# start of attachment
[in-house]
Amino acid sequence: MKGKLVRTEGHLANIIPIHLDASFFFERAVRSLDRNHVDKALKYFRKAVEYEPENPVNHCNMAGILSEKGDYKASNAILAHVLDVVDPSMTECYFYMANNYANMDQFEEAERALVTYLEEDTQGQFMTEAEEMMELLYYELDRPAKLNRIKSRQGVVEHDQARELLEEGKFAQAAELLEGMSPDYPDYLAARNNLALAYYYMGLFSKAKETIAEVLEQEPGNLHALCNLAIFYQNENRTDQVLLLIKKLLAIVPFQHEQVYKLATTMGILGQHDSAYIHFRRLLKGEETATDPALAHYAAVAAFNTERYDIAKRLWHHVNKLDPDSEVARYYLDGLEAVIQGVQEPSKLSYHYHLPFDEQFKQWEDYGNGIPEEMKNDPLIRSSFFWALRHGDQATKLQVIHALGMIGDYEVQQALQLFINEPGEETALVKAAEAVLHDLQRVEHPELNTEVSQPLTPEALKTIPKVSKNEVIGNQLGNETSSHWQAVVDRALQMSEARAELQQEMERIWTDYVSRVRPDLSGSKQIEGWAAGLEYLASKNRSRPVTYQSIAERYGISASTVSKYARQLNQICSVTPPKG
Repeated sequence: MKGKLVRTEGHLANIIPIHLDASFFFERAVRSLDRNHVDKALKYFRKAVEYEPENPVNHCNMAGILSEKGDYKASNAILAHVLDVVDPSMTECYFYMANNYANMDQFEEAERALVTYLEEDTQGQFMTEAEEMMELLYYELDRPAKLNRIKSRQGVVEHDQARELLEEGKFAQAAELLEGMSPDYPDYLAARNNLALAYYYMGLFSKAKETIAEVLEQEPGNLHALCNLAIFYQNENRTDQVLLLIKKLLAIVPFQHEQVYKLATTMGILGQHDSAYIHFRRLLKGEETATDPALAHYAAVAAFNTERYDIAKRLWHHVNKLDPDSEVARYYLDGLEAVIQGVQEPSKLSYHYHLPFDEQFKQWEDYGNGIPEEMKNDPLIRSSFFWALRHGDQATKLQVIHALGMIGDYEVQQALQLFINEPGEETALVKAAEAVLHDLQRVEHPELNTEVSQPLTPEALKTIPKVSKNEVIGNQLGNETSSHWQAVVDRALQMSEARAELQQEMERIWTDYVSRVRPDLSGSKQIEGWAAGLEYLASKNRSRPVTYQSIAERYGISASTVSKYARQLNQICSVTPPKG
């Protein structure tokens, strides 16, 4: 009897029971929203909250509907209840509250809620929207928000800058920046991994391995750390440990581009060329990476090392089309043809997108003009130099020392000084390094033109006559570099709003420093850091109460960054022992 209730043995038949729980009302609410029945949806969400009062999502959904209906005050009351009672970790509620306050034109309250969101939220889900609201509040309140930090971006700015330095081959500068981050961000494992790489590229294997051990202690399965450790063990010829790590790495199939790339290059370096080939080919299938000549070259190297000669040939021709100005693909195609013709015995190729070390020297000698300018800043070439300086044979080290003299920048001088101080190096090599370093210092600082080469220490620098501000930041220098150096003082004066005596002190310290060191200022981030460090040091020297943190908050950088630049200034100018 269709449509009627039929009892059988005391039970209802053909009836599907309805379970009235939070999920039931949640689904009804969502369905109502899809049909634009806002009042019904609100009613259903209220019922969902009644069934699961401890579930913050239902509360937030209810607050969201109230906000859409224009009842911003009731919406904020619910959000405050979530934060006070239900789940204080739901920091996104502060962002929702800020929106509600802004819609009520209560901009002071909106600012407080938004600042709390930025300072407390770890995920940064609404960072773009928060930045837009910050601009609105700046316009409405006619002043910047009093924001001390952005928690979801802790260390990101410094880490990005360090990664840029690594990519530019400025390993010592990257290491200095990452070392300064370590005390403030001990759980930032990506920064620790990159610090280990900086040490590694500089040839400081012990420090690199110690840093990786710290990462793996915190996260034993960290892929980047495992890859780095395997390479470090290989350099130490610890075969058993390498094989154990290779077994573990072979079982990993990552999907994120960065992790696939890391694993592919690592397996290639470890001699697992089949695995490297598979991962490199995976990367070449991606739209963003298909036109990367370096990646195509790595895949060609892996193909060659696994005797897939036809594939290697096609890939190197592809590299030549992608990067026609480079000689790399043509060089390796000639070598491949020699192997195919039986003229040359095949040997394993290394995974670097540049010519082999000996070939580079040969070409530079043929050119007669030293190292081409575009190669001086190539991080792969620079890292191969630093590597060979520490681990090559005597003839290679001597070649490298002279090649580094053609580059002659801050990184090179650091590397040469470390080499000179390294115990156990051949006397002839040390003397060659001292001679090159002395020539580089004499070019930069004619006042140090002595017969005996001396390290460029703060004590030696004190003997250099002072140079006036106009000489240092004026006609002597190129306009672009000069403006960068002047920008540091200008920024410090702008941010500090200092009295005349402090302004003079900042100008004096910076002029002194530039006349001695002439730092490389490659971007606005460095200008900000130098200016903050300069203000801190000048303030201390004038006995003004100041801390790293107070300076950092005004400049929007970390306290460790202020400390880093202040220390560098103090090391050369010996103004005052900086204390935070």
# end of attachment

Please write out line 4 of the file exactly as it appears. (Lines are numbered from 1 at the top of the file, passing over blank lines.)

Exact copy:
């Protein structure tokens, strides 16, 4: 009897029971929203909250509907209840509250809620929207928000800058920046991994391995750390440990581009060329990476090392089309043809997108003009130099020392000084390094033109006559570099709003420093850091109460960054022992 209730043995038949729980009302609410029945949806969400009062999502959904209906005050009351009672970790509620306050034109309250969101939220889900609201509040309140930090971006700015330095081959500068981050961000494992790489590229294997051990202690399965450790063990010829790590790495199939790339290059370096080939080919299938000549070259190297000669040939021709100005693909195609013709015995190729070390020297000698300018800043070439300086044979080290003299920048001088101080190096090599370093210092600082080469220490620098501000930041220098150096003082004066005596002190310290060191200022981030460090040091020297943190908050950088630049200034100018 269709449509009627039929009892059988005391039970209802053909009836599907309805379970009235939070999920039931949640689904009804969502369905109502899809049909634009806002009042019904609100009613259903209220019922969902009644069934699961401890579930913050239902509360937030209810607050969201109230906000859409224009009842911003009731919406904020619910959000405050979530934060006070239900789940204080739901920091996104502060962002929702800020929106509600802004819609009520209560901009002071909106600012407080938004600042709390930025300072407390770890995920940064609404960072773009928060930045837009910050601009609105700046316009409405006619002043910047009093924001001390952005928690979801802790260390990101410094880490990005360090990664840029690594990519530019400025390993010592990257290491200095990452070392300064370590005390403030001990759980930032990506920064620790990159610090280990900086040490590694500089040839400081012990420090690199110690840093990786710290990462793996915190996260034993960290892929980047495992890859780095395997390479470090290989350099130490610890075969058993390498094989154990290779077994573990072979079982990993990552999907994120960065992790696939890391694993592919690592397996290639470890001699697992089949695995490297598979991962490199995976990367070449991606739209963003298909036109990367370096990646195509790595895949060609892996193909060659696994005797897939036809594939290697096609890939190197592809590299030549992608990067026609480079000689790399043509060089390796000639070598491949020699192997195919039986003229040359095949040997394993290394995974670097540049010519082999000996070939580079040969070409530079043929050119007669030293190292081409575009190669001086190539991080792969620079890292191969630093590597060979520490681990090559005597003839290679001597070649490298002279090649580094053609580059002659801050990184090179650091590397040469470390080499000179390294115990156990051949006397002839040390003397060659001292001679090159002395020539580089004499070019930069004619006042140090002595017969005996001396390290460029703060004590030696004190003997250099002072140079006036106009000489240092004026006609002597190129306009672009000069403006960068002047920008540091200008920024410090702008941010500090200092009295005349402090302004003079900042100008004096910076002029002194530039006349001695002439730092490389490659971007606005460095200008900000130098200016903050300069203000801190000048303030201390004038006995003004100041801390790293107070300076950092005004400049929007970390306290460790202020400390880093202040220390560098103090090391050369010996103004005052900086204390935070």